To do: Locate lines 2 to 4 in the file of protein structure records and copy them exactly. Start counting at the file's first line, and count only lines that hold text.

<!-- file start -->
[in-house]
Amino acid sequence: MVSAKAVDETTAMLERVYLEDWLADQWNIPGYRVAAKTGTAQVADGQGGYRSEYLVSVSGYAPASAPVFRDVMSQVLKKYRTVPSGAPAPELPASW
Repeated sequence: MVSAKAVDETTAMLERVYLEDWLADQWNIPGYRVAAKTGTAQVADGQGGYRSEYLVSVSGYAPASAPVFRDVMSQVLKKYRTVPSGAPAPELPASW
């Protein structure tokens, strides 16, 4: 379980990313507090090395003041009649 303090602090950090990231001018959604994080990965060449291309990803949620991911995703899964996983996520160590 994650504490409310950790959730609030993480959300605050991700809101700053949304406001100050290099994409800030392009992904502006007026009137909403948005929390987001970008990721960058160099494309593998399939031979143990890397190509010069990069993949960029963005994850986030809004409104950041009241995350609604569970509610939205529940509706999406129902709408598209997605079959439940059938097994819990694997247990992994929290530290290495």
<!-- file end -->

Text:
Amino acid sequence: MVSAKAVDETTAMLERVYLEDWLADQWNIPGYRVAAKTGTAQVADGQGGYRSEYLVSVSGYAPASAPVFRDVMSQVLKKYRTVPSGAPAPELPASW
Repeated sequence: MVSAKAVDETTAMLERVYLEDWLADQWNIPGYRVAAKTGTAQVADGQGGYRSEYLVSVSGYAPASAPVFRDVMSQVLKKYRTVPSGAPAPELPASW
């Protein structure tokens, strides 16, 4: 379980990313507090090395003041009649 303090602090950090990231001018959604994080990965060449291309990803949620991911995703899964996983996520160590 994650504490409310950790959730609030993480959300605050991700809101700053949304406001100050290099994409800030392009992904502006007026009137909403948005929390987001970008990721960058160099494309593998399939031979143990890397190509010069990069993949960029963005994850986030809004409104950041009241995350609604569970509610939205529940509706999406129902709408598209997605079959439940059938097994819990694997247990992994929290530290290495």